Syndicate Lake (Coarse) (16)
Arrival time: 15.00
Weather: Warm, bright and cloudy with a north-easterly breeze.
Swim: Lily pads, NE bay and east bank.
Tackle: 12ft Drennan Barbel Specialist, 8lb line, 8/10 hook.
Bait: Luncheon meat.
Fish: Small pike and a roach.
I can’t believe that I haven’t been fishing since last October. Where has the time gone? To be fair, I usually try to fit in some trips to the River Welland over the winter, but with all the rain we had, the river wasn’t a particularly attractive proposition, even assuming that it would have been fishable. But that’s really an excuse and I must try to get out more this year. It’s the damn golf that’s getting in the way, and I’m not particularly good at it, so I should put fishing first.
Anyway, I went over to the syndicate lake for a few hours. This coarse lake is associated with a trout fishery, and as a member of the trout fishing club I can fish the coarse lake. Unfortunately, for me, the club has this year started issuing separate coarse lake membership (although my trout membership still allows me to fish it), and they seem to be marketing it as a carp fishery; which it is, but I have fears that it will become a bivvy haven with all the multi-rod tackle fest and other paraphernalia that seem to be associated with carp fishing these days. I was enjoying the simplicity of the place.
When I arrived, the west bank that was formerly overgrown with bramble and various other thicket had been cleared. Not trimmed back, but cleared by what seems to have been a piece of earth moving equipment. All growth had been completely gouged out and the ground left like a ploughed field, albeit it was hard and quite difficult to walk over. The reed banks had been cut down but at least were still in place. However, whereas before there was plenty of cover such that you could margin fish while keeping out of sight of the water, this is now impossible.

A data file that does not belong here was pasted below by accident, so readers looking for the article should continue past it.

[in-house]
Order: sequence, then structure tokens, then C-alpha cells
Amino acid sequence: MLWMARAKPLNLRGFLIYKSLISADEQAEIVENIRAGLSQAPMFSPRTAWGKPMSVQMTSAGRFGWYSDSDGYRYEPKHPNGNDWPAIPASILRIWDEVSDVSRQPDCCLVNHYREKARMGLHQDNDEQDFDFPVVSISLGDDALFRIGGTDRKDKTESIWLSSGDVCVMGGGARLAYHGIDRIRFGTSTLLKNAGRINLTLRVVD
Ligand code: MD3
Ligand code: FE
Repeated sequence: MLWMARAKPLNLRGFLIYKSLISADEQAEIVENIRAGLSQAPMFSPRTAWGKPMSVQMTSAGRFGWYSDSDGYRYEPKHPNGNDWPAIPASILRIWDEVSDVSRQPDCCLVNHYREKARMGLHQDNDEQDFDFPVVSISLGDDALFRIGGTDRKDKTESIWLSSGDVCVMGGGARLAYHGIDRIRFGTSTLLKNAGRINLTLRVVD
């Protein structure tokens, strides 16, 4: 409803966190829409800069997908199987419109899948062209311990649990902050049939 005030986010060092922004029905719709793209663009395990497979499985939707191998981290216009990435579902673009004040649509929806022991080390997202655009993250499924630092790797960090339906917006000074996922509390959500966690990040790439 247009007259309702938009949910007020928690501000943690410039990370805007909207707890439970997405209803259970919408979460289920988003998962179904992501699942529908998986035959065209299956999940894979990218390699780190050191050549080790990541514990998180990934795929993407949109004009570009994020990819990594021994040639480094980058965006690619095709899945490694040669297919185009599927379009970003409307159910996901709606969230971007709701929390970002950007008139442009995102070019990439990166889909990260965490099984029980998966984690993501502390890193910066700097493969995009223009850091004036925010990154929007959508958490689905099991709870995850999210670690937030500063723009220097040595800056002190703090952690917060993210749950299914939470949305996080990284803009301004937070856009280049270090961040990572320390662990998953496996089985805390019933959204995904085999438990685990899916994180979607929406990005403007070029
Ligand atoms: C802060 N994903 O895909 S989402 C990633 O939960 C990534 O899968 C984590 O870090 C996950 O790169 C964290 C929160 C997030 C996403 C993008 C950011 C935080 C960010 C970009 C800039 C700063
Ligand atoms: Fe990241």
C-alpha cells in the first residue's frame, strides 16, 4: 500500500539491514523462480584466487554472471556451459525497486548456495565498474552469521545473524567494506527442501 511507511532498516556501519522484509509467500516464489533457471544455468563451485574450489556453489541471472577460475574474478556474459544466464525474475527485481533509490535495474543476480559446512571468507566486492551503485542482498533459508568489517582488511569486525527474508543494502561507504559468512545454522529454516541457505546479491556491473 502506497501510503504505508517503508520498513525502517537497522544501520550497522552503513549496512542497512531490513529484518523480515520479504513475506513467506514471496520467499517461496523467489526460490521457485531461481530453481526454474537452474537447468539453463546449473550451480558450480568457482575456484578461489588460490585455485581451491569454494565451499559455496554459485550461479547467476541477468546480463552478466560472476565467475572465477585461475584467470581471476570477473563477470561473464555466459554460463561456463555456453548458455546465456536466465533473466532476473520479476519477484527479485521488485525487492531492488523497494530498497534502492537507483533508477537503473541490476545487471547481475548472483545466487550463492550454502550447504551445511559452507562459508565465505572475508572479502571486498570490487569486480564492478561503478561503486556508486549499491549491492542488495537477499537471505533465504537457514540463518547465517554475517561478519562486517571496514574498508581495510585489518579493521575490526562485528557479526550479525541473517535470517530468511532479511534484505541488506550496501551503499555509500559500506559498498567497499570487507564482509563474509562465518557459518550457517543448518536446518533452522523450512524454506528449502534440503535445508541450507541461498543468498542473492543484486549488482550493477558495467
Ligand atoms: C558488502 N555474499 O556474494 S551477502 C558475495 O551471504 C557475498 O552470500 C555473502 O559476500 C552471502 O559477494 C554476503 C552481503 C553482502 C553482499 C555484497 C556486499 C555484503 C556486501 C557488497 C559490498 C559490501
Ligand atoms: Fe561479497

I tried two spots, the so-called lily pads swim (although the pads hadn’t yet grown) and the NE bay, close to where you enter the water. In both places I felt very ‘visible,' despite trying to approach stealthily. First cast in the NE bay, after getting nothing at the lily pads, produced a pike of about 2½ lbs (15.25), which had taken the luncheon meat fair and square. Getting it in disturbed things somewhat. I persevered in this swim but there were no signs of carp moving about, nor movement of the reeds, so I had a look around the lake. I found a spot on the east bank that I hadn’t previously realised was there. Tucked in among the trees, with reeds on both sides, it showed promise. So I moved my gear to give it a go.
After a while, and a few taps on the rod top, I had just cast to the right when I saw a carp cruising into the bay on the left. I threw in some surface pellets, but it promptly went deeper. So I retrieved my bait from the right and plopped it into the bay on the left. It was taken almost immediately but as I tightened on the fish, which felt quite large, the line went slack. Retrieving I found that the line had actually broken above the hook. Now I wasn’t putting anywhere near enough pressure on the fish to cause this break, so either the earlier pike had damaged the line, or perhaps the fish that took the bait wasn’t a carp, but another pike, which bit through the line. I’ll never know, but it was frustrating. It was now 17.00.
I carried on trying both to the left and right but with no joy, until at 18.30 my line slackened and when I tightened I had a nice roach on of about a pound. It must have actually moved the light arsley ledger nearer the rod top for the line to have slackened: quite odd. And that was it. I packed up at 19.00, although wished I had planned to stay longer as the day turned into one of those perfect evenings that made you feel that the fish were definitely going to start feeding. Sad, but at least I got back into the feel of things. And it felt good.